Individuals do not pay LBTT on dwellings that they inherit, and this treatment will not change with the introduction of the ADS. However, inherited dwellings will be relevant when determining if a buyer is purchasing an additional dwelling or not.
Where a buyer is entitled/has right to the ownership of a dwelling but has not taken title to that dwelling, that buyer is deemed to be the owner of the dwelling for the purposes of the LBTT(A)(S)A 2016 ("deemed ownership").
An inherited dwelling is to be counted as being owned by a beneficiary from the earlier of:
(a) the date that the period of administration of the estate ends – generally, this is the date the residue of the estate has been ascertained, rather than when the executor has carried out all work in relation to the estate; and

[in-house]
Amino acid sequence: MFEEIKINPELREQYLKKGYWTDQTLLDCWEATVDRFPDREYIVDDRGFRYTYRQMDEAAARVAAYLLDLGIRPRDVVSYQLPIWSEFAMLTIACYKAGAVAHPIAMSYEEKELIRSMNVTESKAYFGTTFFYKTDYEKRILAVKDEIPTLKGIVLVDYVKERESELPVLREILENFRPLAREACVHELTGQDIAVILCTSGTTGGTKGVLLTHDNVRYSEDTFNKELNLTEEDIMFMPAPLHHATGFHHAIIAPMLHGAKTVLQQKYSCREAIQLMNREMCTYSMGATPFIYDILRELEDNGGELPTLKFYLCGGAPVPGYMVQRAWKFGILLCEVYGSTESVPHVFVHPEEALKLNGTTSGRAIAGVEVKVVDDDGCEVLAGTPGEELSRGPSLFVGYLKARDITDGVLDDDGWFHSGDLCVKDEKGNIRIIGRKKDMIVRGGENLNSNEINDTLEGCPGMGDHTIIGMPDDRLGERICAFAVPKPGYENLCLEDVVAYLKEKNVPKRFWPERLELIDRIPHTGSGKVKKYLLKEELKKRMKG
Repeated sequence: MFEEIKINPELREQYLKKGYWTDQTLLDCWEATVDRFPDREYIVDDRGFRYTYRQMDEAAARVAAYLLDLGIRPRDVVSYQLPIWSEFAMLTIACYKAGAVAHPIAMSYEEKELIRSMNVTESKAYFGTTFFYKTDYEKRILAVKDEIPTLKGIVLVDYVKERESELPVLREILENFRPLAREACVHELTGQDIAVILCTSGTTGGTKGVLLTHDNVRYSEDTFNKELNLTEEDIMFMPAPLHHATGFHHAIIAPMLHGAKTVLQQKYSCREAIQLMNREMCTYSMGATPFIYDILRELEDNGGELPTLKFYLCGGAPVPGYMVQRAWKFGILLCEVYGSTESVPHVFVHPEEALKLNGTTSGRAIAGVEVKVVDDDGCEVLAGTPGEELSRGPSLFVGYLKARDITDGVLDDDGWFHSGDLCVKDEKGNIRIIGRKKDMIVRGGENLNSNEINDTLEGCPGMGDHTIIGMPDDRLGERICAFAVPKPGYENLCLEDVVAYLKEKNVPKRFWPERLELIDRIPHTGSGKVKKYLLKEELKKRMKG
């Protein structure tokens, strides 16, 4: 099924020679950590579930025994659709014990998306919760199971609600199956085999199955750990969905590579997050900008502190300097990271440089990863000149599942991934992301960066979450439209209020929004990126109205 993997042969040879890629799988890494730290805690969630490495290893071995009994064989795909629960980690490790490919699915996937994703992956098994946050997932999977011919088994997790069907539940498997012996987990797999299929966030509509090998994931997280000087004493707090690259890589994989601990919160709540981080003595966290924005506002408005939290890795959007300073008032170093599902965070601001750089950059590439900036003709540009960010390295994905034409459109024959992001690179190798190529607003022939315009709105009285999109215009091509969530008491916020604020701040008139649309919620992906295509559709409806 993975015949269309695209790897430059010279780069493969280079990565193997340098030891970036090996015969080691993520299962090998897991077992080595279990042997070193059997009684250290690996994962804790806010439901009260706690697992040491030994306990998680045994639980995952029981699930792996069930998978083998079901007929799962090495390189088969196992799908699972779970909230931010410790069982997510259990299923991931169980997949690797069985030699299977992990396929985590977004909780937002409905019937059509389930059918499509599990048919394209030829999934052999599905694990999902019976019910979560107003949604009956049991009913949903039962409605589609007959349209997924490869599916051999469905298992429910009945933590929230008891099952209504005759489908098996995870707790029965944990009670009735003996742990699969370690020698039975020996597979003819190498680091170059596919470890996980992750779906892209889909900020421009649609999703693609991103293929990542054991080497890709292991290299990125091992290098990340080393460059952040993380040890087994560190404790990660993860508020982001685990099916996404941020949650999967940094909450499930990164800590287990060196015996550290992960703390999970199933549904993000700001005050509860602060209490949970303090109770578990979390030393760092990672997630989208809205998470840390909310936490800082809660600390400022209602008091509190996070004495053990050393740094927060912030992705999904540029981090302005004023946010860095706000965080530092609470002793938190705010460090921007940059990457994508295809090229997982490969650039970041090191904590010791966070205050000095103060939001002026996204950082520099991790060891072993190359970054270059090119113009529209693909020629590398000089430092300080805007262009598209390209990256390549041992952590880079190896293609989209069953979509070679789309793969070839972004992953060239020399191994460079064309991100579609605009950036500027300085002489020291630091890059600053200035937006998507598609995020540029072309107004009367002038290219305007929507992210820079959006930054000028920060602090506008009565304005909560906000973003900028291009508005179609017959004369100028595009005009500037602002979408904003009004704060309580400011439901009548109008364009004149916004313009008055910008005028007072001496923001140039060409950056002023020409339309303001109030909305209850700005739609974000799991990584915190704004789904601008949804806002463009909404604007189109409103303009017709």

(b) the date that the dwelling is transferred to the beneficiary – that is the date the executor grants a disposition or a docket transfer in favour of the beneficiary (whether or not registration of title is at a later date).
If an individual owns a dwelling in their capacity as a personal representative (i.e. an executor) then they are deemed for the purposes of the LBTT(A)(S)A 2016 not to be the owner of that dwelling.
Example 62: Inherited dwelling sold and second dwelling purchased, no replacement of main residence